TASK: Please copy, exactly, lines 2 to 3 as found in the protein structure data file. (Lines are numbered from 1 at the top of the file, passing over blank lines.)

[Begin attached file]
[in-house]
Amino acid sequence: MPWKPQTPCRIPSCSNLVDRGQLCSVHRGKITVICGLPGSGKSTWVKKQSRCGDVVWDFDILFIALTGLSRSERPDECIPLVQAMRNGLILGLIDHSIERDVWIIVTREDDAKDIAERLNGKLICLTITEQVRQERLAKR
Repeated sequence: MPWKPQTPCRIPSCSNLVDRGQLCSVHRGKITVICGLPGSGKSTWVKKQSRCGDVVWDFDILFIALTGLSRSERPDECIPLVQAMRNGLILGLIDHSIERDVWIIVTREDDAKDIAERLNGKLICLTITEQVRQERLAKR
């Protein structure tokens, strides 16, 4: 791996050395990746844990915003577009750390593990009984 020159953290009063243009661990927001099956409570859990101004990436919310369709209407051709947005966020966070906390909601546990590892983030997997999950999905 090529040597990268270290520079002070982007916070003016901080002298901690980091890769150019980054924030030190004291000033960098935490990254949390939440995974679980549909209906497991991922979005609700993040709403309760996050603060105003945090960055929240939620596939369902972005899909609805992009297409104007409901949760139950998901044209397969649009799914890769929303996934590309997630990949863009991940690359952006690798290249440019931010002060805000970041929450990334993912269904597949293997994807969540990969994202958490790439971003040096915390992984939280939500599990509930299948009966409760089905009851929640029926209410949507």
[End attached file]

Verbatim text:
Amino acid sequence: MPWKPQTPCRIPSCSNLVDRGQLCSVHRGKITVICGLPGSGKSTWVKKQSRCGDVVWDFDILFIALTGLSRSERPDECIPLVQAMRNGLILGLIDHSIERDVWIIVTREDDAKDIAERLNGKLICLTITEQVRQERLAKR
Repeated sequence: MPWKPQTPCRIPSCSNLVDRGQLCSVHRGKITVICGLPGSGKSTWVKKQSRCGDVVWDFDILFIALTGLSRSERPDECIPLVQAMRNGLILGLIDHSIERDVWIIVTREDDAKDIAERLNGKLICLTITEQVRQERLAKR